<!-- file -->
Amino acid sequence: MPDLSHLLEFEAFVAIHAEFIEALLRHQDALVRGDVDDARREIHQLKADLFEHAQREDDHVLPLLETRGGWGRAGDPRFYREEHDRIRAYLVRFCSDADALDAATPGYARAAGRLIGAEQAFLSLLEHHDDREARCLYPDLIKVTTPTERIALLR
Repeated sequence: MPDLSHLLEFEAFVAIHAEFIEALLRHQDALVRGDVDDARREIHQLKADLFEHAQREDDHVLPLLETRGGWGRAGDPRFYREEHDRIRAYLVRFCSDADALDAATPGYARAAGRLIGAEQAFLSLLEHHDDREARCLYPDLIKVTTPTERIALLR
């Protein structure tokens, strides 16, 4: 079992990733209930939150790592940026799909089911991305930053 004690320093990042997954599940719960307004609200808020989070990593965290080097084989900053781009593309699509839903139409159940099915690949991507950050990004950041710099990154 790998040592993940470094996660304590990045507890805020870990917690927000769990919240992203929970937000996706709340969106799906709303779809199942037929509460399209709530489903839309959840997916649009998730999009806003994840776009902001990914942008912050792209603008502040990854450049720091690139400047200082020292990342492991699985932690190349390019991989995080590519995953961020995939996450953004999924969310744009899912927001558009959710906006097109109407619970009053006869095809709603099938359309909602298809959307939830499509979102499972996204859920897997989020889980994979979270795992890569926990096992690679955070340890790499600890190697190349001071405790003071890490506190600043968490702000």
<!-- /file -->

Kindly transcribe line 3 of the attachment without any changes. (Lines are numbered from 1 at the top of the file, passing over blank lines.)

């Protein structure tokens, strides 16, 4: 079992990733209930939150790592940026799909089911991305930053 004690320093990042997954599940719960307004609200808020989070990593965290080097084989900053781009593309699509839903139409159940099915690949991507950050990004950041710099990154 790998040592993940470094996660304590990045507890805020870990917690927000769990919240992203929970937000996706709340969106799906709303779809199942037929509460399209709530489903839309959840997916649009998730999009806003994840776009902001990914942008912050792209603008502040990854450049720091690139400047200082020292990342492991699985932690190349390019991989995080590519995953961020995939996450953004999924969310744009899912927001558009959710906006097109109407619970009053006869095809709603099938359309909602298809959307939830499509979102499972996204859920897997989020889980994979979270795992890569926990096992690679955070340890790499600890190697190349001071405790003071890490506190600043968490702000």